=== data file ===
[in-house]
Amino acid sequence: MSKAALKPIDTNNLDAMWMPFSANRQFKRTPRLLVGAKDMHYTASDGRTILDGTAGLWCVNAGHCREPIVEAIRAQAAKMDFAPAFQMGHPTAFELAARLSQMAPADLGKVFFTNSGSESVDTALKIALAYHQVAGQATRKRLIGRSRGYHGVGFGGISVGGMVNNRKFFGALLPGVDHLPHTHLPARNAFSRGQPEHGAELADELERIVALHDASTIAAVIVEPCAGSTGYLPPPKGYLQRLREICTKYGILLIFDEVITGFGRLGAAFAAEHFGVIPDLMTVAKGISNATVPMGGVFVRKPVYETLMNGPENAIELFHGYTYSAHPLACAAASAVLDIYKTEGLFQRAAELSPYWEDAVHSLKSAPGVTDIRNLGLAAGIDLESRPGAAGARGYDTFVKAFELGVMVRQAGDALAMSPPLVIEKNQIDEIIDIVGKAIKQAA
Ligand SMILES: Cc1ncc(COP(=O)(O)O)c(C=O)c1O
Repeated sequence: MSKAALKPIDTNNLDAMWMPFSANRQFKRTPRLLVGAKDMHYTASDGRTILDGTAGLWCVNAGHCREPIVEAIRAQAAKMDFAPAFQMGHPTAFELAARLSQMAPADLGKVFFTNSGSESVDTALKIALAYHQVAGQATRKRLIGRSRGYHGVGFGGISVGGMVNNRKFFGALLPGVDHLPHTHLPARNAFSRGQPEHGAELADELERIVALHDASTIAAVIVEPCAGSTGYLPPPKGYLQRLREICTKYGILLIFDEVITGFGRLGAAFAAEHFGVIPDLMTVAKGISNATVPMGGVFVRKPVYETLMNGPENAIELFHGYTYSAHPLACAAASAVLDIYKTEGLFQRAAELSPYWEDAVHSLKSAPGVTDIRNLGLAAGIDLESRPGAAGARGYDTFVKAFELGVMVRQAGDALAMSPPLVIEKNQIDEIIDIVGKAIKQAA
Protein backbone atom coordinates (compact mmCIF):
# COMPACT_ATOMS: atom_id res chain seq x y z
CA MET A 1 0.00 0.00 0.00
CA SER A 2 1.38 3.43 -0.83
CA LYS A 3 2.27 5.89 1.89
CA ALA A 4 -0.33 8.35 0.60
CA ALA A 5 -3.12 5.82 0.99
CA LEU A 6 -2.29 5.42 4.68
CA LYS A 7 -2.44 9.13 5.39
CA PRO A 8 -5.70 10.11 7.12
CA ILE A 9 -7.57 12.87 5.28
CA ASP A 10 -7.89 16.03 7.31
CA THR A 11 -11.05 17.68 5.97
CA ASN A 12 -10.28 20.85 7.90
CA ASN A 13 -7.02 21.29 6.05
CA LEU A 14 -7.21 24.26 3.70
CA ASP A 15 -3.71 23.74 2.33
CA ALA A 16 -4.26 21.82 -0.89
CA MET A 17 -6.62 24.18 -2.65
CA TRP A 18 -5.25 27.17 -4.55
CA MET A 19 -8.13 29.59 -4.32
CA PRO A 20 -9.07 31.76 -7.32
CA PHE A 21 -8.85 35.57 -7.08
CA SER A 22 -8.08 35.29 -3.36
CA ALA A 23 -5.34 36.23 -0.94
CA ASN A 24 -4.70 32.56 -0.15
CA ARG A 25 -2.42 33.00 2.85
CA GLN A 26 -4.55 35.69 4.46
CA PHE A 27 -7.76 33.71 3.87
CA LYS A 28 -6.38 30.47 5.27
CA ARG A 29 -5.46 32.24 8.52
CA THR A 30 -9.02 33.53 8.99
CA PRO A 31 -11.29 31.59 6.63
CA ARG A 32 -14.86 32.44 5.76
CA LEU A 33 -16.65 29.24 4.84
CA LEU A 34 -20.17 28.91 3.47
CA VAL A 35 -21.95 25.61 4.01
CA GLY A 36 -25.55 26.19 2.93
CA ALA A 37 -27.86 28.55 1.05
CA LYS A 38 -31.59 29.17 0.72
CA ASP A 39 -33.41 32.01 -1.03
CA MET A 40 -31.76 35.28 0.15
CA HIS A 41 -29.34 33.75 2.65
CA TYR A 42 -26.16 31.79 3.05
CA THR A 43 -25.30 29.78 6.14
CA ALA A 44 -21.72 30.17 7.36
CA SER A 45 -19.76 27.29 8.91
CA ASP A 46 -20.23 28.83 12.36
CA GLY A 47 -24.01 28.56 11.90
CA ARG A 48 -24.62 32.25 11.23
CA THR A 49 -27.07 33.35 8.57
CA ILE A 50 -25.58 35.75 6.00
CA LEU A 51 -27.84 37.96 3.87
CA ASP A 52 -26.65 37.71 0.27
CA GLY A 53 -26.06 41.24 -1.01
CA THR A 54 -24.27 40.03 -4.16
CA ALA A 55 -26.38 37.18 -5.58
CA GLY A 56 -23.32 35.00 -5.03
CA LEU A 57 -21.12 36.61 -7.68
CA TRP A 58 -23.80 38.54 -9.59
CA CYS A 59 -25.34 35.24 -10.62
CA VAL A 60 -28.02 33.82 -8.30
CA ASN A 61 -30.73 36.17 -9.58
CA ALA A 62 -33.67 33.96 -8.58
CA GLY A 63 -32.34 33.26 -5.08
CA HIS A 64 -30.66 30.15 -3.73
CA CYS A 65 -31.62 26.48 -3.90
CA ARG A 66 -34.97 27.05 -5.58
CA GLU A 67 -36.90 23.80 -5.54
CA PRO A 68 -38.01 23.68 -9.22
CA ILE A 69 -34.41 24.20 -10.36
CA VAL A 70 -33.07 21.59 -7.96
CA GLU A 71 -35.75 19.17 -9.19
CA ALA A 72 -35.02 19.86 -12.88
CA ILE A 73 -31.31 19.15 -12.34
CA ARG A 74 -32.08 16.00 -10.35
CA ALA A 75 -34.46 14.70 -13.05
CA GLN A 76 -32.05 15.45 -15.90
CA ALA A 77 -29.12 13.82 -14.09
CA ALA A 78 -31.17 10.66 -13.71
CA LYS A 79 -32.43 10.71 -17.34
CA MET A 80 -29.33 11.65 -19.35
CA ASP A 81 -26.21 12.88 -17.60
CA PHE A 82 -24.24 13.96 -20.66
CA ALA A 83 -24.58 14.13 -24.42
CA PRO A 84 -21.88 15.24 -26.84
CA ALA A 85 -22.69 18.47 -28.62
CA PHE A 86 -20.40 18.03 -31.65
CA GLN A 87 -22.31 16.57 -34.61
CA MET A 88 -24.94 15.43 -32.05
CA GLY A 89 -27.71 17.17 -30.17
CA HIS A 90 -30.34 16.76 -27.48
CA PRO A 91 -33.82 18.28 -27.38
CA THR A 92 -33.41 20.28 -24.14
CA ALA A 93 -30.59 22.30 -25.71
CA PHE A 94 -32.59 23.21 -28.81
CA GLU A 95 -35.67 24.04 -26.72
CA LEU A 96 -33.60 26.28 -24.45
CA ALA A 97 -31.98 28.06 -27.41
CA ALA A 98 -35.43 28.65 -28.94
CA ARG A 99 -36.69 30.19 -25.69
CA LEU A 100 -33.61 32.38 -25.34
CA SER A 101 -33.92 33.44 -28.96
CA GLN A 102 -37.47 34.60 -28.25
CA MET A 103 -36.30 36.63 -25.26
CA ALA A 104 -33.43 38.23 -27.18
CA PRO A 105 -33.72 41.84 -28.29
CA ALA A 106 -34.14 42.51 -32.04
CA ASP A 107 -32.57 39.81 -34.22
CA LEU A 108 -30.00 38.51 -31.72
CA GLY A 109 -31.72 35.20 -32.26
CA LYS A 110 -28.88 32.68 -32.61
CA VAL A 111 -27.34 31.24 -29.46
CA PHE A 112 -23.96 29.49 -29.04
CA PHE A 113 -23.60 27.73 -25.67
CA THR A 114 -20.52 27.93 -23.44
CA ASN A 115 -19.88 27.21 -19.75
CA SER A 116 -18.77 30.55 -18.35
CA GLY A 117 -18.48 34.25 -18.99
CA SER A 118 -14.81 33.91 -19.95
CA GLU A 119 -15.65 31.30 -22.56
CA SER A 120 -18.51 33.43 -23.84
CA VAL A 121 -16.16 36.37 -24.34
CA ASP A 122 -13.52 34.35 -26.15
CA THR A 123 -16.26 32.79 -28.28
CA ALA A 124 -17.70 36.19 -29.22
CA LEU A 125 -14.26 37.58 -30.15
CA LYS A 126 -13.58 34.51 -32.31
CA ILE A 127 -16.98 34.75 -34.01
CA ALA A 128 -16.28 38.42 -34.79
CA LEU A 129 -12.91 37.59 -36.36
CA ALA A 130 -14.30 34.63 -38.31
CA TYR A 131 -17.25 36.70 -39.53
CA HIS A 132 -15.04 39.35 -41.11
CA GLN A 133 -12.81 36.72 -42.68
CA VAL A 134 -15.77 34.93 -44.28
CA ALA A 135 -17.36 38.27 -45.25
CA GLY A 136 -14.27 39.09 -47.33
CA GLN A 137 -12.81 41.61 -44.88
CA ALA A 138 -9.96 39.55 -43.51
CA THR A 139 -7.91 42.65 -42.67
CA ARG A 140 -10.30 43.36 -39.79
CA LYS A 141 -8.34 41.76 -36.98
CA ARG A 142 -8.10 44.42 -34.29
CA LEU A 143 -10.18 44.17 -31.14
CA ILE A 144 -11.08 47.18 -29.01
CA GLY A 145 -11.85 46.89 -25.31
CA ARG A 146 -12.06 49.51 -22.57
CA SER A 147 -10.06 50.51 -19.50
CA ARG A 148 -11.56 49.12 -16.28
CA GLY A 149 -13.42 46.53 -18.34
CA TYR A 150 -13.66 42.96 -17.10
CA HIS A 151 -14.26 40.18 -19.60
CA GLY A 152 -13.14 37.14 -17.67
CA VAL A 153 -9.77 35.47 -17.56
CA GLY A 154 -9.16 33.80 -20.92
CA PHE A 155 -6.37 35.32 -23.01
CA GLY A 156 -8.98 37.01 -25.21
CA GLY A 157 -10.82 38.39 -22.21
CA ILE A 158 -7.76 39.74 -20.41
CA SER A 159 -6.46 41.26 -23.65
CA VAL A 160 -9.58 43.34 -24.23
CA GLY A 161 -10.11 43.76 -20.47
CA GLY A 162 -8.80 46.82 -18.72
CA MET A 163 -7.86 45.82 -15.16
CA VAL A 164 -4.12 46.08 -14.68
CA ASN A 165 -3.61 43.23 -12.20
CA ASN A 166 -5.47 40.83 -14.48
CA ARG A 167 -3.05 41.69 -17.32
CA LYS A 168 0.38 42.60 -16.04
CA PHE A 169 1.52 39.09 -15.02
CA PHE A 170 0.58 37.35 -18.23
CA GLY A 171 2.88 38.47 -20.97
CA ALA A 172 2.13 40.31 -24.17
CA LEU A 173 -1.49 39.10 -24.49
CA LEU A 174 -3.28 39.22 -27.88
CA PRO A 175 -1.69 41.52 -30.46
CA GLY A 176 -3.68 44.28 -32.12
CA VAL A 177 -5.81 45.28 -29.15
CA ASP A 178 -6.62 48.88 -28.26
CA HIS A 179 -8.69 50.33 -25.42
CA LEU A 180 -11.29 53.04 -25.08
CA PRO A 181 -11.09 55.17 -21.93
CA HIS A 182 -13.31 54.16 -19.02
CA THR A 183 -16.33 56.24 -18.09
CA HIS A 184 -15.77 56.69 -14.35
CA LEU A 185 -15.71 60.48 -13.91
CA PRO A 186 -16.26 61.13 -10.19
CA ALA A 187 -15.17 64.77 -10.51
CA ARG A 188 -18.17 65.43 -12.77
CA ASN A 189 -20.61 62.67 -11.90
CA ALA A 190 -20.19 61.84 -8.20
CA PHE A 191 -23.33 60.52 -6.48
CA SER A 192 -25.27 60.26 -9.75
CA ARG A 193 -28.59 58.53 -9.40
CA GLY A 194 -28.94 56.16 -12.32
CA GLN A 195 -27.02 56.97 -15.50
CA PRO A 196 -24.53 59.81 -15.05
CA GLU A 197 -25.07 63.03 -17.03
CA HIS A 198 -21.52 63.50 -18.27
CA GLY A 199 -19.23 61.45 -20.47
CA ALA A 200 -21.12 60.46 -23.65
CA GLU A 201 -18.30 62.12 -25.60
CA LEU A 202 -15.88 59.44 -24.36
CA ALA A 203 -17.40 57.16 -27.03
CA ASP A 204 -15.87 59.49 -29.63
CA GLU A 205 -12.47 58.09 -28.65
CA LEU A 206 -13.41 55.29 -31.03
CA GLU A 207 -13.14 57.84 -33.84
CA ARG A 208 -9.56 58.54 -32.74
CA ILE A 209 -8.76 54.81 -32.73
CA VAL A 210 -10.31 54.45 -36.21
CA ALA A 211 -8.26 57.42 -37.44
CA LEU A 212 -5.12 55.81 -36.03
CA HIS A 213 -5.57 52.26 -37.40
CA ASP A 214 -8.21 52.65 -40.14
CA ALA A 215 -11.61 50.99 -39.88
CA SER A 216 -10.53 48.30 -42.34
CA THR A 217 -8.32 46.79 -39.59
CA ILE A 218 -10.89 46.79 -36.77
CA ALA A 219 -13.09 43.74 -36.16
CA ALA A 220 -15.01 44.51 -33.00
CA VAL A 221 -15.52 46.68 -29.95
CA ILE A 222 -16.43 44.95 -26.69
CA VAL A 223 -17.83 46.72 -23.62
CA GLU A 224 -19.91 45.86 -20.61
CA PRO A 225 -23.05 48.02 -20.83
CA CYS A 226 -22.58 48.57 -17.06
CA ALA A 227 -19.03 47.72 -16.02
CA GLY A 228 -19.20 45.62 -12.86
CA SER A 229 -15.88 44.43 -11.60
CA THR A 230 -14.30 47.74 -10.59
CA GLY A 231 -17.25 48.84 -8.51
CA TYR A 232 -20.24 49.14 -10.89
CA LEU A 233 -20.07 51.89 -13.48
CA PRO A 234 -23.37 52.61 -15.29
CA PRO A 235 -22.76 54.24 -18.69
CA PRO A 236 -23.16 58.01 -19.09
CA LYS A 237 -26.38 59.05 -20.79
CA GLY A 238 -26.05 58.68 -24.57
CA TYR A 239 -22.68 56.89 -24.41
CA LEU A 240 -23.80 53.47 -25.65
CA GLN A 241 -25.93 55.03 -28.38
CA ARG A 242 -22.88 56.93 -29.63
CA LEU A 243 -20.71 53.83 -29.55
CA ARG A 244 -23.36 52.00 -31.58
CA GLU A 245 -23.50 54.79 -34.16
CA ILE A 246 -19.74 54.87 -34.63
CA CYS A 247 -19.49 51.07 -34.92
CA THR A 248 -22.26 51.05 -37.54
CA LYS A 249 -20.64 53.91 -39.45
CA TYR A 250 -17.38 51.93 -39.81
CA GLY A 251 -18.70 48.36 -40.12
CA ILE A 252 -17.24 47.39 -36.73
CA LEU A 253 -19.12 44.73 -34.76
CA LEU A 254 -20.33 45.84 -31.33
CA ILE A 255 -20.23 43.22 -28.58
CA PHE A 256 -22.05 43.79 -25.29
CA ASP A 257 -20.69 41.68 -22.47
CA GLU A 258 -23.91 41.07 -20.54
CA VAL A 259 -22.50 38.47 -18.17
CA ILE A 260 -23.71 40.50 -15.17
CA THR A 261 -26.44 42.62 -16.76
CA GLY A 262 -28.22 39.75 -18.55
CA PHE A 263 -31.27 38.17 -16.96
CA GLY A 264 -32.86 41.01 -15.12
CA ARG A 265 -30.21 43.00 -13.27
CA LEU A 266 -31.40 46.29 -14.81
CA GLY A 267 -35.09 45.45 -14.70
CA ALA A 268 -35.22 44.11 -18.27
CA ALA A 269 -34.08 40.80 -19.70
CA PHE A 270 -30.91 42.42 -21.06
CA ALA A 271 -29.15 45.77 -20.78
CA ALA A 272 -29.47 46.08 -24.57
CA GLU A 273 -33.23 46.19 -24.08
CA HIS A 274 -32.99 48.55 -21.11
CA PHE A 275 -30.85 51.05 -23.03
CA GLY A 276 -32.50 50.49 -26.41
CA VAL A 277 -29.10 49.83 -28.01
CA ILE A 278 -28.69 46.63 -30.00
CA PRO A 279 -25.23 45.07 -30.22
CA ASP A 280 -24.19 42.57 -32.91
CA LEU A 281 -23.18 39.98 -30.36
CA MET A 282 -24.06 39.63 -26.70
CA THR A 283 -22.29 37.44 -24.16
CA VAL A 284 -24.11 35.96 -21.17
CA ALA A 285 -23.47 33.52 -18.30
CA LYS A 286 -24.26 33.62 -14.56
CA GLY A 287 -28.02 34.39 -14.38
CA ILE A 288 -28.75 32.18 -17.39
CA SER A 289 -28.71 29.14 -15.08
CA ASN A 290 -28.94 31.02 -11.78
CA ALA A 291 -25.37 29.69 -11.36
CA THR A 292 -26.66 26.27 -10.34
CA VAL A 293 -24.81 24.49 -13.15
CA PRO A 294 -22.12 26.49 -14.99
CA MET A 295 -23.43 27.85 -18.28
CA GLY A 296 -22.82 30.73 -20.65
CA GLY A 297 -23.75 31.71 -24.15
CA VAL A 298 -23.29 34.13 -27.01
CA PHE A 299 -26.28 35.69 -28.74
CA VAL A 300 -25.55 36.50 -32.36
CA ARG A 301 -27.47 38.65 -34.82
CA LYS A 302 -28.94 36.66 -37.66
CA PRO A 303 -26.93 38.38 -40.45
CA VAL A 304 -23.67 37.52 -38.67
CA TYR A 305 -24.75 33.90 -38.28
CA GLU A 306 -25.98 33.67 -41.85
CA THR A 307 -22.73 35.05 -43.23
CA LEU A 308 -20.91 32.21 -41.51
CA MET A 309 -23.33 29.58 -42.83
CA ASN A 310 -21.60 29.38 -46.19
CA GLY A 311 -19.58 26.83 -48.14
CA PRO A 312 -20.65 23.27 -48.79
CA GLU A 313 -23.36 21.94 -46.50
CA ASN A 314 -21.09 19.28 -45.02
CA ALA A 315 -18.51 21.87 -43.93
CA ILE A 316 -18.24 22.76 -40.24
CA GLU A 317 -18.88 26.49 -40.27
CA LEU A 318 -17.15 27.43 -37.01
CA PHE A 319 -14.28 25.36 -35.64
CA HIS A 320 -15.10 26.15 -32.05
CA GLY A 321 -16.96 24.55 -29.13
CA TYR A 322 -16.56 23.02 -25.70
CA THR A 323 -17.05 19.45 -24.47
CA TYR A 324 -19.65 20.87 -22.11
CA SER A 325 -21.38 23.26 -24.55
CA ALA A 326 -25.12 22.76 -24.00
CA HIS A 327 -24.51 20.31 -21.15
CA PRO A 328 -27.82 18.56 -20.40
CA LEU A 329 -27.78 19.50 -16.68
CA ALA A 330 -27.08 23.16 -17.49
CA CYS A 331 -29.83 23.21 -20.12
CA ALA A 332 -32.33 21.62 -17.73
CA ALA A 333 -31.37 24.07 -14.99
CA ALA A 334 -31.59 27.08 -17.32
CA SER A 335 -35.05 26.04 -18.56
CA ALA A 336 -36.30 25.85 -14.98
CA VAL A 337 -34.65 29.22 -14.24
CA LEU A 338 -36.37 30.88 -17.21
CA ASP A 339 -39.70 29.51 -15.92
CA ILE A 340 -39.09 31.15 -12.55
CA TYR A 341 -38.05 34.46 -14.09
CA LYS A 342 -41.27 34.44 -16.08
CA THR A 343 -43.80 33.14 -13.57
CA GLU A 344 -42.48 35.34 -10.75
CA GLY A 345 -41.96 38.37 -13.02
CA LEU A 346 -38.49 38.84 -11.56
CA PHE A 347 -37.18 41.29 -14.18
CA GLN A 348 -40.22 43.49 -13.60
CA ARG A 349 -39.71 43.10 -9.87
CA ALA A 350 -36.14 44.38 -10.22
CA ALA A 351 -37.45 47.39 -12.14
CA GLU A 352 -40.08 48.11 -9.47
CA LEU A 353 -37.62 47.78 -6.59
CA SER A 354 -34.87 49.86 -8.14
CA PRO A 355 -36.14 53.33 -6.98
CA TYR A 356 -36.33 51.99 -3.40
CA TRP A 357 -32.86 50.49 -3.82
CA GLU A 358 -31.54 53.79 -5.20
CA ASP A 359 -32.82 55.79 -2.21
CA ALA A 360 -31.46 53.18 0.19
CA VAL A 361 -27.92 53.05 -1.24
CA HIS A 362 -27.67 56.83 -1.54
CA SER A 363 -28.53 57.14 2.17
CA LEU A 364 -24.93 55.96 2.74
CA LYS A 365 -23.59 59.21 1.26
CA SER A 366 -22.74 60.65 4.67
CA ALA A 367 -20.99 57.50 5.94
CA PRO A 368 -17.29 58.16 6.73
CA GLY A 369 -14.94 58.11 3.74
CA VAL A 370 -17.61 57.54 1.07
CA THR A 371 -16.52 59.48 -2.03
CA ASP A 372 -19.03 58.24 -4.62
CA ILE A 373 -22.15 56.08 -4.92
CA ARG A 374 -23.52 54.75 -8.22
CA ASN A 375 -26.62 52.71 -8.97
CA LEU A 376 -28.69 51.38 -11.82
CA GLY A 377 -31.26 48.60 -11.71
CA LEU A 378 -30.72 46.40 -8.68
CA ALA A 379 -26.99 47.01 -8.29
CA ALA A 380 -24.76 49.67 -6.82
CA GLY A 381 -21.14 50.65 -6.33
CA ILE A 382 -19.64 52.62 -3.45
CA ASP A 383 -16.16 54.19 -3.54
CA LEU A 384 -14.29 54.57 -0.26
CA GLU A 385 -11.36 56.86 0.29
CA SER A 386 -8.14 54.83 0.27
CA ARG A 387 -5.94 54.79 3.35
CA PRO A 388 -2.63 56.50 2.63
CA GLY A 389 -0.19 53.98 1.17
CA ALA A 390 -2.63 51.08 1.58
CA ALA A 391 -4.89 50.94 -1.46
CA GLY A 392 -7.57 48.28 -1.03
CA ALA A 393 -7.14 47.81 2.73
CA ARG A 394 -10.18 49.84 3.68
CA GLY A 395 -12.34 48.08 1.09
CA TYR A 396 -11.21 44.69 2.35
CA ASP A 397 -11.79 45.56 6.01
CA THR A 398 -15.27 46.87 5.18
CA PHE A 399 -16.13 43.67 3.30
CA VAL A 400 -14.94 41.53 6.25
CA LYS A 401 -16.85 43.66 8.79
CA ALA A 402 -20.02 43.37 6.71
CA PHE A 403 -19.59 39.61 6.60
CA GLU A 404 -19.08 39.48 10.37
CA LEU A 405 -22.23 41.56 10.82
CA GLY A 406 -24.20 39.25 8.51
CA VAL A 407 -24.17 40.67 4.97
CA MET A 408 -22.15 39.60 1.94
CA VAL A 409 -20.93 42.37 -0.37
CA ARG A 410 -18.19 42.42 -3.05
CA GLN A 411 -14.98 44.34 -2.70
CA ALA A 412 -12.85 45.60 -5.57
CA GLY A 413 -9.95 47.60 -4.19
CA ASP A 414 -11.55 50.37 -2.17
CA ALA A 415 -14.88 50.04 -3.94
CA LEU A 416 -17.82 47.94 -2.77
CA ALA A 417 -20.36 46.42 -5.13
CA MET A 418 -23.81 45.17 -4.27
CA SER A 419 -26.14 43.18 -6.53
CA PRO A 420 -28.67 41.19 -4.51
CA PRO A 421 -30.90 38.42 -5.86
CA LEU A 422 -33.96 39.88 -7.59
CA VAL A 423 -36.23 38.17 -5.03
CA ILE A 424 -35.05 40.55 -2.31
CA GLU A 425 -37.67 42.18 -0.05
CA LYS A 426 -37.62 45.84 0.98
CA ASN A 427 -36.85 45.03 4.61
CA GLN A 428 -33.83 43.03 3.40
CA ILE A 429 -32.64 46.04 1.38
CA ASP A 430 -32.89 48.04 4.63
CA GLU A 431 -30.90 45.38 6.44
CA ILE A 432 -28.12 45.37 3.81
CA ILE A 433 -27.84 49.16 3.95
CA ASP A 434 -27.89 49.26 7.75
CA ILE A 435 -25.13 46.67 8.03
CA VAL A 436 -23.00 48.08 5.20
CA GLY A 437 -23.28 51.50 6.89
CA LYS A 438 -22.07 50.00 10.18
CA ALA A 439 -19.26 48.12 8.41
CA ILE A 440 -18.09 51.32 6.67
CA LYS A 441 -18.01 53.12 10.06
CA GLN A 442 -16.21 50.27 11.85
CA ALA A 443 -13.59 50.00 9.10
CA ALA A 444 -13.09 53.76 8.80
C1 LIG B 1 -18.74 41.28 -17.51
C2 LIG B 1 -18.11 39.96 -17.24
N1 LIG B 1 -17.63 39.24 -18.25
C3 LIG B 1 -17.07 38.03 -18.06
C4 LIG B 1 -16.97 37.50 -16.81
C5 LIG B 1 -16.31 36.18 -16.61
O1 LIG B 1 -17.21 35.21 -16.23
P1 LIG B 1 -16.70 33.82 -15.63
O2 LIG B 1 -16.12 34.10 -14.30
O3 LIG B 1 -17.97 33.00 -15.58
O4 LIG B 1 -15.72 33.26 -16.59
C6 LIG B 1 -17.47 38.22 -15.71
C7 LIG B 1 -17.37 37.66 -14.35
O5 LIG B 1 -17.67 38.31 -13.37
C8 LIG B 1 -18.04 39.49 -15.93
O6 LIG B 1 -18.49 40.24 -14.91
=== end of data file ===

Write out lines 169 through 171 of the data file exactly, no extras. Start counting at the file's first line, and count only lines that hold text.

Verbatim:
CA MET A 163 -7.86 45.82 -15.16
CA VAL A 164 -4.12 46.08 -14.68
CA ASN A 165 -3.61 43.23 -12.20